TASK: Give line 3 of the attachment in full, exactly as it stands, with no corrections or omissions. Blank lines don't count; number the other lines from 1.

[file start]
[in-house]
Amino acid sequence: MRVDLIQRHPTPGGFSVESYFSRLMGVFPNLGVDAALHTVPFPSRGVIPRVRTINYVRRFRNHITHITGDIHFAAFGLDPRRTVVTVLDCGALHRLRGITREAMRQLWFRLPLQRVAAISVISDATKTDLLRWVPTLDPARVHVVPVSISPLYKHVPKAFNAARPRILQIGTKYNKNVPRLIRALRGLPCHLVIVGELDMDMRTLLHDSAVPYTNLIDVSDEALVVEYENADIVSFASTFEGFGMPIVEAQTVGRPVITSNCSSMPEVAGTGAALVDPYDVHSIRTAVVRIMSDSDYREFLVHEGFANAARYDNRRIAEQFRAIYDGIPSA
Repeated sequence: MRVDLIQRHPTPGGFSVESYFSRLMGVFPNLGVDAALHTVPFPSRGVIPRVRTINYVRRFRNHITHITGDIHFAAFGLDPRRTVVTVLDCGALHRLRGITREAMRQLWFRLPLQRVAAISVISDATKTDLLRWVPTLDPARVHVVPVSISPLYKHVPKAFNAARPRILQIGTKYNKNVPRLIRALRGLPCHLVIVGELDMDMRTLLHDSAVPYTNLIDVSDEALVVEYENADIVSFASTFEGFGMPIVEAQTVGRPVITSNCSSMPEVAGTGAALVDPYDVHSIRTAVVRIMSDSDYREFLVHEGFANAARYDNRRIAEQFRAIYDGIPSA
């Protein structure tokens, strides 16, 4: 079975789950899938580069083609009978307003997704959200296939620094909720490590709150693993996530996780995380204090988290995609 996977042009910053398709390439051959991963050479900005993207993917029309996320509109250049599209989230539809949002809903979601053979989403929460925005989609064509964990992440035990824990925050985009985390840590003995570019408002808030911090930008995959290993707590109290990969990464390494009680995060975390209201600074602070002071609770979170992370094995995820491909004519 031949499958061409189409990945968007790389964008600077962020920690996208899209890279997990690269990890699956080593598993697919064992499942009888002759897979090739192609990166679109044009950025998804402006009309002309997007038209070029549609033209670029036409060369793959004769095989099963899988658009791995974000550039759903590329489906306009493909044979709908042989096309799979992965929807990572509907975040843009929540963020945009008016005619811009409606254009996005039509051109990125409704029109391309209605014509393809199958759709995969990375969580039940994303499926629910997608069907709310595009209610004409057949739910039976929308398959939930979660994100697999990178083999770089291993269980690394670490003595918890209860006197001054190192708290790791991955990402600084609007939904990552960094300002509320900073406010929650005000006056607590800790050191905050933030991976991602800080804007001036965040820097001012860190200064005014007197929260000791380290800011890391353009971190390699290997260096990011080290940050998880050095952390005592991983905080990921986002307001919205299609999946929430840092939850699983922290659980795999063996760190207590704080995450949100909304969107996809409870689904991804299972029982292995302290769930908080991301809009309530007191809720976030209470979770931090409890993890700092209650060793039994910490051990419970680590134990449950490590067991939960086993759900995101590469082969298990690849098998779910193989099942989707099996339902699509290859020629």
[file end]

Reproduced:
Repeated sequence: MRVDLIQRHPTPGGFSVESYFSRLMGVFPNLGVDAALHTVPFPSRGVIPRVRTINYVRRFRNHITHITGDIHFAAFGLDPRRTVVTVLDCGALHRLRGITREAMRQLWFRLPLQRVAAISVISDATKTDLLRWVPTLDPARVHVVPVSISPLYKHVPKAFNAARPRILQIGTKYNKNVPRLIRALRGLPCHLVIVGELDMDMRTLLHDSAVPYTNLIDVSDEALVVEYENADIVSFASTFEGFGMPIVEAQTVGRPVITSNCSSMPEVAGTGAALVDPYDVHSIRTAVVRIMSDSDYREFLVHEGFANAARYDNRRIAEQFRAIYDGIPSA